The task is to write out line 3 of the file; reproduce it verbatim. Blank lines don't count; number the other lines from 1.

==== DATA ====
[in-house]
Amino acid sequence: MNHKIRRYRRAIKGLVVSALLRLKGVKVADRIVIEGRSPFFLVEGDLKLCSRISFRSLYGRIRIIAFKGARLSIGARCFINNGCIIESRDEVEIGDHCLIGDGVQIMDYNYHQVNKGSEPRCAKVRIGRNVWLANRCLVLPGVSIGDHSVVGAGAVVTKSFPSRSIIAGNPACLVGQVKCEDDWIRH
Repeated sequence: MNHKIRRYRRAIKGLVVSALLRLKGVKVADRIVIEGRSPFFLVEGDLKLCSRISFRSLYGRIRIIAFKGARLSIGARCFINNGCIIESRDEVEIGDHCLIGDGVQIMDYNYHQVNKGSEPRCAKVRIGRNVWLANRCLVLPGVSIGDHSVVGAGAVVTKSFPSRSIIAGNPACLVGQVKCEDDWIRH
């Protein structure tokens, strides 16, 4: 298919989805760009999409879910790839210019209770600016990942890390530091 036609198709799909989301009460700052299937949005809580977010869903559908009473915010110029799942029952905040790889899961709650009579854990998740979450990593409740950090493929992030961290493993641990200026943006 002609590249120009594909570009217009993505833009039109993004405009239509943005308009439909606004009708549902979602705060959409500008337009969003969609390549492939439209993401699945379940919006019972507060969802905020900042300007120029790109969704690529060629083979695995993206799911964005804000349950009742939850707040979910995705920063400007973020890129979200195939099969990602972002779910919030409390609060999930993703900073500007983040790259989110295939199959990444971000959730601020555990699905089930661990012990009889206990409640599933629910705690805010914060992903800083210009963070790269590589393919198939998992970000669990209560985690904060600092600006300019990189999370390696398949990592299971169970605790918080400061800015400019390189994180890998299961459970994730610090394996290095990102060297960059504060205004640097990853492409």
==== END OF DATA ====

Repeated sequence: MNHKIRRYRRAIKGLVVSALLRLKGVKVADRIVIEGRSPFFLVEGDLKLCSRISFRSLYGRIRIIAFKGARLSIGARCFINNGCIIESRDEVEIGDHCLIGDGVQIMDYNYHQVNKGSEPRCAKVRIGRNVWLANRCLVLPGVSIGDHSVVGAGAVVTKSFPSRSIIAGNPACLVGQVKCEDDWIRH